The splenic infarction

What is a splenic infarction?

In the case of a splenic infarction, a blood clot causes (partial) closure of the main artery of the spleen, the so-called splenic artery or one of its branches. The oxygen and nutrient supply is no longer guaranteed due to the blocked vessel. Depending on where the vascular occlusion is located, there is an undersupply of certain areas of the spleen or, in the worst case, the entire spleen.

The lack of supply ultimately leads to the death of the cells located there. In this context, doctors speak of tissue necrosis.

The symptoms

A classic symptom of a splenic infarction is severe left-sided upper abdominal pain. In addition to abdominal discomfort, some people also experience pain in their left arm. This phenomenon is called pain radiation. Furthermore, nausea and vomiting can occur. Fever can also show up as part of a splenic infarction.

When the above symptoms occur, medical professionals also speak of an acute abdomen. The acute abdomen usually indicates a disease or insufficient supply of an organ in the abdominal cavity and requires immediate medical clarification.

Also read the article: Acute abdomen.

The diagnosis

If a splenic infarction is suspected, a special ultrasound examination is usually carried out. It is a Doppler sonography. Here the vascular supply of the spleen can be examined with ultrasound waves, in addition to the graphic representation of tissue. Usually, Doppler sonography is sufficient to diagnose a splenic infarction.

In a few cases, computed tomography (CT) is also performed.

Find out more about the topic here: Ultrasound of the abdomen.

The treatment

Treatment depends on the size of the infarct. With small vessels, often only supportive measures are taken. Those affected are usually treated with pain medication and initially placed under observation. The small area of ​​tissue that was affected by the infarct then heals with scarring. The remaining part of the spleen can still fulfill its function.

In the case of a larger, acute infarct, anticoagulants can be administered. These are drugs that prevent further “clot formation” (thrombus). If the vascular occlusion has already led to the death of a large part of the tissue in the spleen, the spleen must be completely removed. This process is known as a splenectomy.

In addition to treating the splenic infarction, the cause or trigger of the infarction should always be identified and treated.

For more information, read on here: The removal of the spleen.

The blood thinning

Blood-thinning drugs, such as heparin, are used to treat acute blood clots (thrombus). They influence the coagulation processes and thus reduce the risk of further thrombus formation. Depending on the cause of a splenic infarction, they can also be taken prophylactically, i.e. to prevent a further infarction.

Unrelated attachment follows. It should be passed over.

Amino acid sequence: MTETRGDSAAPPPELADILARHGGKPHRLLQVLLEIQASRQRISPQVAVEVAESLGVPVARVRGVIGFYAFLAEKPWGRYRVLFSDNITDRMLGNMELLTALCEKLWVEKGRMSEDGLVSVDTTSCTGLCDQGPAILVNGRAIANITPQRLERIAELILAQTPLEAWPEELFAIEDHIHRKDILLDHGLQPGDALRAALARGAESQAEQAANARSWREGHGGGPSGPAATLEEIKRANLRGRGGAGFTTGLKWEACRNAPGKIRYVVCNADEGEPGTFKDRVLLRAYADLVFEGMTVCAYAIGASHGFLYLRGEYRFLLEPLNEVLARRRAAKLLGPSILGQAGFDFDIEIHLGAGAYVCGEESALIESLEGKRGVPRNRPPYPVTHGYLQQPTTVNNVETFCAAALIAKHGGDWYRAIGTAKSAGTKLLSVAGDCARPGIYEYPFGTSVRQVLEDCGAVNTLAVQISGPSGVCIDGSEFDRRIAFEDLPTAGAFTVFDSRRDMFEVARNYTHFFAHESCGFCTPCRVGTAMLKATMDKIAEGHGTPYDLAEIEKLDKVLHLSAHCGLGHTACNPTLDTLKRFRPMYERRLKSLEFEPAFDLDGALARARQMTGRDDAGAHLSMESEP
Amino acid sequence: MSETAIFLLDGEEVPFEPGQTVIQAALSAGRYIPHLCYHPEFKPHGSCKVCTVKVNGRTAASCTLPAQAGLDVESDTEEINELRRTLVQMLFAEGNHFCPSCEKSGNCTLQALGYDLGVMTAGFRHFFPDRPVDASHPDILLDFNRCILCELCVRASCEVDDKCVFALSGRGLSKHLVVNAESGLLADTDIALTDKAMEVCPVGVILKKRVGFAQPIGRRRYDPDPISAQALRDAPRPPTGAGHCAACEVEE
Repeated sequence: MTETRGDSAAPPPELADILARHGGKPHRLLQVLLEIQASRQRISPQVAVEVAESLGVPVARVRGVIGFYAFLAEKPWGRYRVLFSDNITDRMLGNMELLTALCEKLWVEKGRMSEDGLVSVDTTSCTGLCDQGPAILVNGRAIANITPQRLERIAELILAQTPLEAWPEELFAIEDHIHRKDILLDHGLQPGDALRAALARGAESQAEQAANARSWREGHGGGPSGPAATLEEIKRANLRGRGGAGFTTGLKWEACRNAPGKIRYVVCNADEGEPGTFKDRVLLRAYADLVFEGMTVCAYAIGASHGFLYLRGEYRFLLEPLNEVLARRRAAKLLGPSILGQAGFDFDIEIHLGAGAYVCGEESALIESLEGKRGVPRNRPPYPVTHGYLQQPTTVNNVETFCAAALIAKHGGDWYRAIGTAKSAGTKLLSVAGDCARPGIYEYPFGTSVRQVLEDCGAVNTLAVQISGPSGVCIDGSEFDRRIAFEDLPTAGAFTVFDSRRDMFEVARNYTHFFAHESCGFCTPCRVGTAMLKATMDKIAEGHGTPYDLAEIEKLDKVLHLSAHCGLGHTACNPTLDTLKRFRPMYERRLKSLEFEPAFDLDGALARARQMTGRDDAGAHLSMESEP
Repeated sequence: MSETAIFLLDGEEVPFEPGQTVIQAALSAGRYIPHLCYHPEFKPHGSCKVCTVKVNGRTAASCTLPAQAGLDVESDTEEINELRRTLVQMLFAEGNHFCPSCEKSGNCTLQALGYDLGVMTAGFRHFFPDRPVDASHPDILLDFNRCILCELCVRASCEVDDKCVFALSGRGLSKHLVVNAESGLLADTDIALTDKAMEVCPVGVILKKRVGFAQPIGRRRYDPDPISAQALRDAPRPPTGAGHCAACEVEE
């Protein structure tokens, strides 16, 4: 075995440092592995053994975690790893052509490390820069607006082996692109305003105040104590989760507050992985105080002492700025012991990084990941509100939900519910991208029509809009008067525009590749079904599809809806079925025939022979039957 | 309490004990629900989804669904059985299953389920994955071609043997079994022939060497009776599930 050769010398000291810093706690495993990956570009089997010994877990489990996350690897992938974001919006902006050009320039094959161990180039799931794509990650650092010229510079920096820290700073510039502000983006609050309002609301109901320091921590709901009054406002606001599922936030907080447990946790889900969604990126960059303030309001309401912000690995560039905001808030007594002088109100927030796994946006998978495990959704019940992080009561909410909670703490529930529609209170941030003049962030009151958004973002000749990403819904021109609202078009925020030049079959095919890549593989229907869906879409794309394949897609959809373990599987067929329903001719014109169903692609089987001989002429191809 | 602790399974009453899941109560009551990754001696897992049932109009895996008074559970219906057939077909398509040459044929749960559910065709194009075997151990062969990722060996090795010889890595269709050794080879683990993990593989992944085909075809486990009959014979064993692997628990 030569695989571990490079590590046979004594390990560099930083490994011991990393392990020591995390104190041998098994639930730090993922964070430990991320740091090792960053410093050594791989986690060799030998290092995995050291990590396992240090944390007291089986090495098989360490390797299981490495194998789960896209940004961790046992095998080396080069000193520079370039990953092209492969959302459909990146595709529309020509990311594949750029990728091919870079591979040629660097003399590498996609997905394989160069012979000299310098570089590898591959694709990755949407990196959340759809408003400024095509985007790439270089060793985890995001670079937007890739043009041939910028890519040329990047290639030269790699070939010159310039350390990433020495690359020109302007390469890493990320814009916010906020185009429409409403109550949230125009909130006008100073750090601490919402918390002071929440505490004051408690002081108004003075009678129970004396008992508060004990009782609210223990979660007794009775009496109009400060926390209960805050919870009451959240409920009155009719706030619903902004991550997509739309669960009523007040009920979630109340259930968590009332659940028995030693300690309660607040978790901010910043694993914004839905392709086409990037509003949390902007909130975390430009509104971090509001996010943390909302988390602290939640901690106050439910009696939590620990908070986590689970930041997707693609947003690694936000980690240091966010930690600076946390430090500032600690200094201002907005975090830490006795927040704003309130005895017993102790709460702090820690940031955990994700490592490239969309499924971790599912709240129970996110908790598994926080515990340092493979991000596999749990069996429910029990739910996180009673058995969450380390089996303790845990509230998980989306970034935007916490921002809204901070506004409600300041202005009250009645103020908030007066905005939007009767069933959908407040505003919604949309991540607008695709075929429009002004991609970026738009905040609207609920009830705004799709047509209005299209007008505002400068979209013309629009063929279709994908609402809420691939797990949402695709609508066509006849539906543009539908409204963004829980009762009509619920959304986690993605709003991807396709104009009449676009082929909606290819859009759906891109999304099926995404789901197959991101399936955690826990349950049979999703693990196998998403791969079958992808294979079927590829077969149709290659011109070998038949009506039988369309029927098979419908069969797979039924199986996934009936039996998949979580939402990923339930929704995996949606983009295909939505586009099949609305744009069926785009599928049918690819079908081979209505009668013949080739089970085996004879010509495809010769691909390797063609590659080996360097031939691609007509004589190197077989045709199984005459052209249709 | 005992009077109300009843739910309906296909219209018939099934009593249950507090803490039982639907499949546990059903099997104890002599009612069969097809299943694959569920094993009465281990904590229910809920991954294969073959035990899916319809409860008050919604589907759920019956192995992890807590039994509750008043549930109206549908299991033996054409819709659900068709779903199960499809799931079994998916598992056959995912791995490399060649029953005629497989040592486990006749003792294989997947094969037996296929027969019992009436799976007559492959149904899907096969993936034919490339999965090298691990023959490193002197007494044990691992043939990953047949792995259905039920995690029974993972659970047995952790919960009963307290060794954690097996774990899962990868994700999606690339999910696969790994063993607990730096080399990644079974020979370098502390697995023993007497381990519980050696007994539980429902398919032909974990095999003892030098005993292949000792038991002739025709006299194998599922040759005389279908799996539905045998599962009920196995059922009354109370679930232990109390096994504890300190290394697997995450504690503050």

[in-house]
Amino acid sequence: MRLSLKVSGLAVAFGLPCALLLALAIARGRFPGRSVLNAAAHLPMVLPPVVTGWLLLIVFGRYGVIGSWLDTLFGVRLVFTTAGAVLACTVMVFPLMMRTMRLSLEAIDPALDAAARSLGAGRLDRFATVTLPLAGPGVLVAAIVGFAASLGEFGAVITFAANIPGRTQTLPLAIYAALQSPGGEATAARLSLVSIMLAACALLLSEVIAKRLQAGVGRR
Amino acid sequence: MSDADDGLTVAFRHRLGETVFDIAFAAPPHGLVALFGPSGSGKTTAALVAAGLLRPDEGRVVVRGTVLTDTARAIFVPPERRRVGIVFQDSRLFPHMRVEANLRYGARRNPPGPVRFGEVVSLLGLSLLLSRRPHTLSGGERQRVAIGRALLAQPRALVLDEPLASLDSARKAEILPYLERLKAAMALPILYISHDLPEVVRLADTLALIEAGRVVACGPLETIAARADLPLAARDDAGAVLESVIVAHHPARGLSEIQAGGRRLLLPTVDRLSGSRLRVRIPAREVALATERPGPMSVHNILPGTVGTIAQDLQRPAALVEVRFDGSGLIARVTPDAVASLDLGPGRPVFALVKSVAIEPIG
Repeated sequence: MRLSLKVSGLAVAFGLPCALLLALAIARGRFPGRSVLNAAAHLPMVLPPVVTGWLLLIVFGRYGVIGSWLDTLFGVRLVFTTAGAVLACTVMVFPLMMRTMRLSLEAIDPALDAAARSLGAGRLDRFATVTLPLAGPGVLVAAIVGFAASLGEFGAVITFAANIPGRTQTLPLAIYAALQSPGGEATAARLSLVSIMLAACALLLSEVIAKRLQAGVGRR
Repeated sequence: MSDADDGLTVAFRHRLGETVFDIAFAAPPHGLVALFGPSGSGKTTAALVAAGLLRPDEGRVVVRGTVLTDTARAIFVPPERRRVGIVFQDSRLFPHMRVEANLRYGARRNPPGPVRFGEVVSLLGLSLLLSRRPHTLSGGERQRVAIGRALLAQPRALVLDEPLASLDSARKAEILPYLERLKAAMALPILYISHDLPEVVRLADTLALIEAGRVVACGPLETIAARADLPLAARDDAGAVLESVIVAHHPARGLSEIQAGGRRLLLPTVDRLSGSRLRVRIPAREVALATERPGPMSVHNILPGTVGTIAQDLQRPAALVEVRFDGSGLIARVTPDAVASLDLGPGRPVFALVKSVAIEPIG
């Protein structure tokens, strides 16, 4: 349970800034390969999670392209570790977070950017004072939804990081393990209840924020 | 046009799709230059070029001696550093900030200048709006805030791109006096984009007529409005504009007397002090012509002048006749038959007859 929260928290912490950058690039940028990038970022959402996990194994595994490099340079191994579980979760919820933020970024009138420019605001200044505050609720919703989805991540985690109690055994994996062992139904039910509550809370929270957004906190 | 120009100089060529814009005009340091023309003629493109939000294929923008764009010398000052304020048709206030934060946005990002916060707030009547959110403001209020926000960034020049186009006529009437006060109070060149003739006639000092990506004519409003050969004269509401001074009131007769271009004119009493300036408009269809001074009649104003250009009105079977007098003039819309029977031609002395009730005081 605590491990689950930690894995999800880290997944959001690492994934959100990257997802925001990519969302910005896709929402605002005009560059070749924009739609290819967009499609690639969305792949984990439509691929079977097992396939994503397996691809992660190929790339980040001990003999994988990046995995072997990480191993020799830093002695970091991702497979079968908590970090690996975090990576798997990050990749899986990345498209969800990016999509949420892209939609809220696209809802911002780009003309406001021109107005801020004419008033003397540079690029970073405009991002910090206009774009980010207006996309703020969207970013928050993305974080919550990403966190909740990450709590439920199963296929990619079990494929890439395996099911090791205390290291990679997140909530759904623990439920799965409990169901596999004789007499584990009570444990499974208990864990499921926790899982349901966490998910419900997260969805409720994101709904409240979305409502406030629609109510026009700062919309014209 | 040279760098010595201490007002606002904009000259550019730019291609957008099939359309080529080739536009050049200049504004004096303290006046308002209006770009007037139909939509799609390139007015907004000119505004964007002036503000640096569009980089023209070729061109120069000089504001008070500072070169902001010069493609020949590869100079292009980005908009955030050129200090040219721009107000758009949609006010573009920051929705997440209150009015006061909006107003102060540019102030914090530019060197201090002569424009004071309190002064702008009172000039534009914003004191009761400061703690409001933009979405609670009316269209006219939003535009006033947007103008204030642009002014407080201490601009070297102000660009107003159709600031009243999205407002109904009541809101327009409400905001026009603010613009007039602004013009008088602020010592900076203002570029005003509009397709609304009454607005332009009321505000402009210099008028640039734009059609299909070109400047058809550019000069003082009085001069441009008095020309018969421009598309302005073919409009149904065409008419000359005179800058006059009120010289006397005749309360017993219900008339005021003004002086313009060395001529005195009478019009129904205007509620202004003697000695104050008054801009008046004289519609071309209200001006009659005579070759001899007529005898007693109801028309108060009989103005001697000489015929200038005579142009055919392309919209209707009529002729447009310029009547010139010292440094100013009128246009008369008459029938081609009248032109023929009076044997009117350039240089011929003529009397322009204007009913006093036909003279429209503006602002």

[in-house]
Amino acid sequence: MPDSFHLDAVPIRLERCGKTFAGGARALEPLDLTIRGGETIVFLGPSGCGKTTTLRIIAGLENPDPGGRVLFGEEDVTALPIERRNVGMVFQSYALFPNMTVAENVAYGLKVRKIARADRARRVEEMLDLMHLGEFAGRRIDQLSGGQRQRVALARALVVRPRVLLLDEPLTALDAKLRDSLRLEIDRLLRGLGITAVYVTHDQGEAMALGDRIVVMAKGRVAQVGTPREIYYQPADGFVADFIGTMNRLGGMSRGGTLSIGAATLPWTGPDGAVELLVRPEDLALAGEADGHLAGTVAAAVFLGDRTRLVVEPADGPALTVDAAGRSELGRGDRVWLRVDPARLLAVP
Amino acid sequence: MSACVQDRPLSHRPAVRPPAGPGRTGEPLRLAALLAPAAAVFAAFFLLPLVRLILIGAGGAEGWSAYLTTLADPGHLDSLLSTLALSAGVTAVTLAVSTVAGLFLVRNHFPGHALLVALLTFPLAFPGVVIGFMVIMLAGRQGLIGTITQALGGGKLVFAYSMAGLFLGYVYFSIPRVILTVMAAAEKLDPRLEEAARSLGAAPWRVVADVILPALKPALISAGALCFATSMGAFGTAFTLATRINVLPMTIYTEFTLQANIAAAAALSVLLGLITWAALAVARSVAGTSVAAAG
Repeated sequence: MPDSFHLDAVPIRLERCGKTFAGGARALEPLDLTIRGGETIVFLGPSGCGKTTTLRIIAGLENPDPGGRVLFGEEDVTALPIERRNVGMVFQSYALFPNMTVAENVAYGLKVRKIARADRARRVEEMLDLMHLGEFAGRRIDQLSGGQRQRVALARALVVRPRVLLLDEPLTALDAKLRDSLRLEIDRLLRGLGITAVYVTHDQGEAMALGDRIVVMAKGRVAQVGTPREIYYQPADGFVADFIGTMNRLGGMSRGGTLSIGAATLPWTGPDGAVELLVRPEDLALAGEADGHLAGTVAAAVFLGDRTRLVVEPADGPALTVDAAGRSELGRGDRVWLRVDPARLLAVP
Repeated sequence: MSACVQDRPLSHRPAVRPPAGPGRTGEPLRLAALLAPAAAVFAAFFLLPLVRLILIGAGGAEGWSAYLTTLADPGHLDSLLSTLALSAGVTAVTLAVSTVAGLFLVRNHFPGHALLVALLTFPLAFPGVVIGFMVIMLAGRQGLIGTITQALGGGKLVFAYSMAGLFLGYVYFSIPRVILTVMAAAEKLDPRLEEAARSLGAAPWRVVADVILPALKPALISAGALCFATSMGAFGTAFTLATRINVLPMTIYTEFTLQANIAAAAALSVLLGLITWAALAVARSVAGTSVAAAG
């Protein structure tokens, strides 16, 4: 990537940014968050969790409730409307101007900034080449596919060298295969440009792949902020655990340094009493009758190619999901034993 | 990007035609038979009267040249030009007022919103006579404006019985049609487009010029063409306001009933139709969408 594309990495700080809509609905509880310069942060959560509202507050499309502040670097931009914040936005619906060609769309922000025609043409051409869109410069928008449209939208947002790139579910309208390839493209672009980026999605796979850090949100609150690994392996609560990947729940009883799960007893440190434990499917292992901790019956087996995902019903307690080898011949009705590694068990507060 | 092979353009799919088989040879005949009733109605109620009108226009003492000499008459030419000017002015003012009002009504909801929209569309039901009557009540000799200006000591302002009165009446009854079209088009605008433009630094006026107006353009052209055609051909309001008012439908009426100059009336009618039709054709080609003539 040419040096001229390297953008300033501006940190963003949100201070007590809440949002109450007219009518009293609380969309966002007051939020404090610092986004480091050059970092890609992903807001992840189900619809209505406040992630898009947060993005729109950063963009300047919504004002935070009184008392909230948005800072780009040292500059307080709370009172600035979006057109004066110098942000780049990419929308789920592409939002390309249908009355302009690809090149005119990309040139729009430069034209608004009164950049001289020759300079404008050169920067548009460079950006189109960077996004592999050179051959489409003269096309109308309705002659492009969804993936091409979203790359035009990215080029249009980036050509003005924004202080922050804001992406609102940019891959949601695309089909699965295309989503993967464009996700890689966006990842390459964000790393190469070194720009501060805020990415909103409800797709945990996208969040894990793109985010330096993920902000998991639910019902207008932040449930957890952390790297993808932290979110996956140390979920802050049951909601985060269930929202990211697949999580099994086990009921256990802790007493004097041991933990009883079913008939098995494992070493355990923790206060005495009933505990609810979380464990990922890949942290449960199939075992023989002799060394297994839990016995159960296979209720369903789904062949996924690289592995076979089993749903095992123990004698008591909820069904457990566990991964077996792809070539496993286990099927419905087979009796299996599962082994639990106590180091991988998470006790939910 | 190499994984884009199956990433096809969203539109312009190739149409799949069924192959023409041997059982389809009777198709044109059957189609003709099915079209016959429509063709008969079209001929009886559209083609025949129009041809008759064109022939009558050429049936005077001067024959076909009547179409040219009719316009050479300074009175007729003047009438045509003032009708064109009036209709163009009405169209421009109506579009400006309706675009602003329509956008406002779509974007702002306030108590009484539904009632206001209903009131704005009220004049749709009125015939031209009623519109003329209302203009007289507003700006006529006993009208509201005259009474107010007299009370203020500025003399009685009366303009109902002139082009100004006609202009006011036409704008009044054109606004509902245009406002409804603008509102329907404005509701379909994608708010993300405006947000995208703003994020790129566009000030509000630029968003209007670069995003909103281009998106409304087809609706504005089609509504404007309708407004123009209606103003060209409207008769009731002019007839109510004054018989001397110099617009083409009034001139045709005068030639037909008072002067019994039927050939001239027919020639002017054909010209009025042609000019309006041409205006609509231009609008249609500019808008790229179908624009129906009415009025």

Find out all about the topic here: Anticoagulants.


A splenic infarction is caused by a disturbance of the blood flow in the tissue and usually occurs within a few minutes. The location of the infarct and the associated cell death make a decisive contribution to the prognosis.

In the case of small infarct areas, the spleen can usually continue to do its job. However, one should find out the cause of the infarction and treat it appropriately in order to avoid future infarcts.

Surgical removal of the spleen may be necessary in large areas of the infarct. However, people who have had their spleen removed have a much higher risk of infection. Bacterial diseases in particular are favored by the lack of defense cells in the spleen. Due to the risk of infection and the associated complications, such as blood poisoning, those affected usually have a poorer prognosis with regard to their lifespan.

What is the function and task of the spleen? Find out more here.

The course of the disease

Depending on the location, a splenic infarction leads to cell death. In the case of small infarcts, localized tissue destruction can occur without significantly affecting the function of the spleen. Those affected are often still able to continue living without restrictions.

In large infarcts with removal of the spleen, the course of the disease is more complicated. The lack of a spleen can lead to serious infections in those affected, some of which can be life-threatening. Many of those affected are then dependent on special medication for prophylaxis (preventive measures) against infections.

What are the long-term consequences of a splenic infarction?

The long-term consequences of a splenic infarction depend on the size of the destroyed spleen tissue. A “small” splenic infarction, in which only a small amount of tissue has gone under, is usually not associated with any significant loss of function of the spleen. Those affected then usually do not have to fear any health restrictions or risks.

In the case of a heart attack that has led to a large tissue defect, the spleen can no longer function. It is then often removed in a surgical procedure. The lack of a spleen then increases the risk of infection, especially for bacterial diseases. The reason for the increased risk of disease is the failure of special immune defense cells, which are normally located in large numbers in the spleen and play a crucial role in the defense against pathogens.

Can a splenic infarction be fatal?

A splenic infarction can be life threatening in certain circumstances. It is often not the heart attack that is responsible for the death of those affected, but rather the previous illnesses that favored the heart attack. For example with a tumor or cancer of the blood cells.

Removing the spleen after a major infarction can also greatly increase the risk of death. In the case of infections, people without a spleen are not adequately protected and run the risk of developing serious infections. Without the protective effect of the immune cells from the spleen, these can sometimes be fatal.